Filipino expat remittances from Arabian Gulf unlikely to fall, despite slowdown

Low oil prices are not expected to make a major dent in remittances from the Arabian Gulf to the Philippines, even as the region’s governments trim budgets and conomies in the region slow, analysts said.

The IMF has repeatedly cut Gulf growth forecasts as the oil price sinks below US$30 per barrel. Saudi Arabia is expected to grow at just 1.2 per cent this year, the slowest pace for 14 years. The UAE has also had its growth forecasts trimmed to 2.6 per cent this year.

But economists do not think that slower growth would necessarily lead to significantly lower remittance flows into the Philippines.

“We don’t expect a strong deterioration in remittance flows,” said Joseph Incalcaterra, an Asia economist at HSBC. “Remittances from the Gulf have been historically resilient.”

The Gulf accounts for about 22 per cent of remittances to the Philippines. The bloc is second only to the United States, which accounts for 47 per cent of remittances.

Filipino nationals employed in the domestic and services sectors in the UAE are unlikely to lose their jobs even as public spending falls, Mr Incalcaterra said. Diversification efforts in the UAE aim to “restructure the economy towards services, which means there should be steady employment in the services sector”, he said.

“Jobs in the domestic sector don’t get cut without high cutbacks in household consumption,” Mr Incalcaterra said.

Gareth Leather, an Asia economist at Capital Economics, said: “Problems in the Gulf are likely to mean that growth in remittances will slow, but probably not dramatically.”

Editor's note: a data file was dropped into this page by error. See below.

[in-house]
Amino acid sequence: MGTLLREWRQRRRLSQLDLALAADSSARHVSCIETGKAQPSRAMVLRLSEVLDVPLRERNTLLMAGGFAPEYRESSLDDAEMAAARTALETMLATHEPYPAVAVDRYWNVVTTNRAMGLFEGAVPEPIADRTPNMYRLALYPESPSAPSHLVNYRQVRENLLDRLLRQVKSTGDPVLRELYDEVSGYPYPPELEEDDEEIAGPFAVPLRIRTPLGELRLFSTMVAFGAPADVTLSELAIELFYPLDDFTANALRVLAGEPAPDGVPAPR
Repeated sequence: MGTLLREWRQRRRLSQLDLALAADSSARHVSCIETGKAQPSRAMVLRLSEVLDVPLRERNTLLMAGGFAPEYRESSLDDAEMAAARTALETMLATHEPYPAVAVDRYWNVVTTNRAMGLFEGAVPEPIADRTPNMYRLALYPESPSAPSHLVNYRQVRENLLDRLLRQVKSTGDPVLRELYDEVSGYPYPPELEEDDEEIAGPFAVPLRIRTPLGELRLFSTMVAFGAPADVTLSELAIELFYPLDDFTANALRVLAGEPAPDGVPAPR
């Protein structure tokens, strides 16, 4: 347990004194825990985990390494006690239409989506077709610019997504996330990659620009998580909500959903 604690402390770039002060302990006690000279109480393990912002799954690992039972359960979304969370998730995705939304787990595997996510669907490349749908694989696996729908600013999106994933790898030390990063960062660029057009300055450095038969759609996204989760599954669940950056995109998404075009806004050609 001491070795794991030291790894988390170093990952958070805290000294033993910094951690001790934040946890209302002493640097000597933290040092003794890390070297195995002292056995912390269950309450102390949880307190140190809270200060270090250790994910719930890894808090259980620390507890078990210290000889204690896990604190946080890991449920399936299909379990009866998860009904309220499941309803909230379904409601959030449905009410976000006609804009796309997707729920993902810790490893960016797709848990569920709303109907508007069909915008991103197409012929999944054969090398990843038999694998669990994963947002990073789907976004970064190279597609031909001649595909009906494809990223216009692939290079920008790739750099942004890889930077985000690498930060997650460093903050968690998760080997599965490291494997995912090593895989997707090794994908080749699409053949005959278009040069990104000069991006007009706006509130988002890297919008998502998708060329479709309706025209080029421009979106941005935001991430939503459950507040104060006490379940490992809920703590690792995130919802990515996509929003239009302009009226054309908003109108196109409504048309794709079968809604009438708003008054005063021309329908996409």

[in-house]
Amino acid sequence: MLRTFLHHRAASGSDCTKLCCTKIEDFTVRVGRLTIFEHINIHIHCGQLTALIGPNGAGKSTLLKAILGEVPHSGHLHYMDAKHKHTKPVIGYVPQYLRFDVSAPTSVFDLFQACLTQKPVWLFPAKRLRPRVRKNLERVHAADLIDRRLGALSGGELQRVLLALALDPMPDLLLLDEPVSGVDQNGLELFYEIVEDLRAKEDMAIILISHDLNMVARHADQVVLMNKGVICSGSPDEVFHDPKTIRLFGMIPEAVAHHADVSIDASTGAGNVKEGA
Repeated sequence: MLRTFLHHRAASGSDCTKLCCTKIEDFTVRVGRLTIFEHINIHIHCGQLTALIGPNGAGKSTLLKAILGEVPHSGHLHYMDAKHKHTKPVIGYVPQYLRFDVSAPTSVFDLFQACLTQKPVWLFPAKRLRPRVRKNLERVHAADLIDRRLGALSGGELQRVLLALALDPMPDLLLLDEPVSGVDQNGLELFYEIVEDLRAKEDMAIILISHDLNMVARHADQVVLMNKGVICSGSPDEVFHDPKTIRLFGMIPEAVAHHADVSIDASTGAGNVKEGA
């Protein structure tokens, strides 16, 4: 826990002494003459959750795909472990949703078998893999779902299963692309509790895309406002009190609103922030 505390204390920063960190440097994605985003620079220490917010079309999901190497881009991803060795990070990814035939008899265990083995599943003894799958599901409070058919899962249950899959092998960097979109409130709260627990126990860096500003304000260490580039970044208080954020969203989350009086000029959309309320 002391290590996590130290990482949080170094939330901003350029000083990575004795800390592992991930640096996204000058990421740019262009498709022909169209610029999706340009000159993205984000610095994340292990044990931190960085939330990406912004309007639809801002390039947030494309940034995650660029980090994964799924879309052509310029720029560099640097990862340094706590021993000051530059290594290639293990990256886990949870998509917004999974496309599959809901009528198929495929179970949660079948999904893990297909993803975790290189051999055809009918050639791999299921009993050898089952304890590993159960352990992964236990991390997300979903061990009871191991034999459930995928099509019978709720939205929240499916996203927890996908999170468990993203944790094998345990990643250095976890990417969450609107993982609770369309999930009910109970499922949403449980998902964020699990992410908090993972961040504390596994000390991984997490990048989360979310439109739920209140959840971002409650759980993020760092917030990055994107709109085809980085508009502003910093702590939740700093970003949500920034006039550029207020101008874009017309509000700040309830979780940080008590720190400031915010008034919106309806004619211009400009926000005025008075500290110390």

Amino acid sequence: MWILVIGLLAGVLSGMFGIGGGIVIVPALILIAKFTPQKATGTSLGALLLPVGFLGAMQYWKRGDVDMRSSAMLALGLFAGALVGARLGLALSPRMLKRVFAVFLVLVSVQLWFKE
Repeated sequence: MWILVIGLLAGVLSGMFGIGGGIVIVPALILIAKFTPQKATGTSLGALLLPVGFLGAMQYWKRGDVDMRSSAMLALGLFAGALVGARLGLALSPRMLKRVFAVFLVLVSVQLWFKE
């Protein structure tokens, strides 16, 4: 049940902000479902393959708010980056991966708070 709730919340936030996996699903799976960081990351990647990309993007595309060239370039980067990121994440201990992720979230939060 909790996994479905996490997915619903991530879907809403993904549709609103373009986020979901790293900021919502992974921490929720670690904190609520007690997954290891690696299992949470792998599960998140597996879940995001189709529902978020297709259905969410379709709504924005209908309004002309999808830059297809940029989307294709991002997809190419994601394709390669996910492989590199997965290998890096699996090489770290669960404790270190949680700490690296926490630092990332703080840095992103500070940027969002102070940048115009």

Economic growth in the Philippines is picking up. GDP increased 6.3 per cent in the three months to December from a year earlier, the Philippine statistics authority said in Manila yesterday.

Higher employment in the Philippines – with unemployment at a record low of 5.6 per cent – can actually reduce remittances, Mr Leather said. “Strong growth means less need for families to go abroad and families see less need to send money back,” he said.

But these domestic improvements are unlikely to reduce net migration from the Philippines.

“It boils down to demographics. The group most likely to go abroad is growing faster than the overall population,” said Mr Incalcaterra.

“Growth has picked up, but not enough for the population. There’s still a lot of regional inequality. A lot of the growth is focused in central Manila but there are still areas where [economic] opportunities are limited,” he said.

Slower growth in Saudi Arabia, which is the largest source of remittances to the Philippines from this region, will have a bigger effect, Mr Incalcaterra said. That is because the country has a larger Filipino expat population employed in the oil and gas sector, which is seeing investment fall as the oil price slides.

Gulf governments are cutting infrastructure budgets, while maintaining spending on their public sectors – and national employees on public sector wage bills. This means that public spending cuts in the Gulf are focused “mainly on construction workers”, said William Jackson, the senior emerging markets economist at Capital Economics.

Gwen Ching, a client booker at maid recruitment website MaidCv, said that her company had not seen a slowdown in demand for workers from the Philippines.

“Filipino maids are even more in demand than before – we are getting a lot of feedback from customers that they want Filipino maids,” she said.

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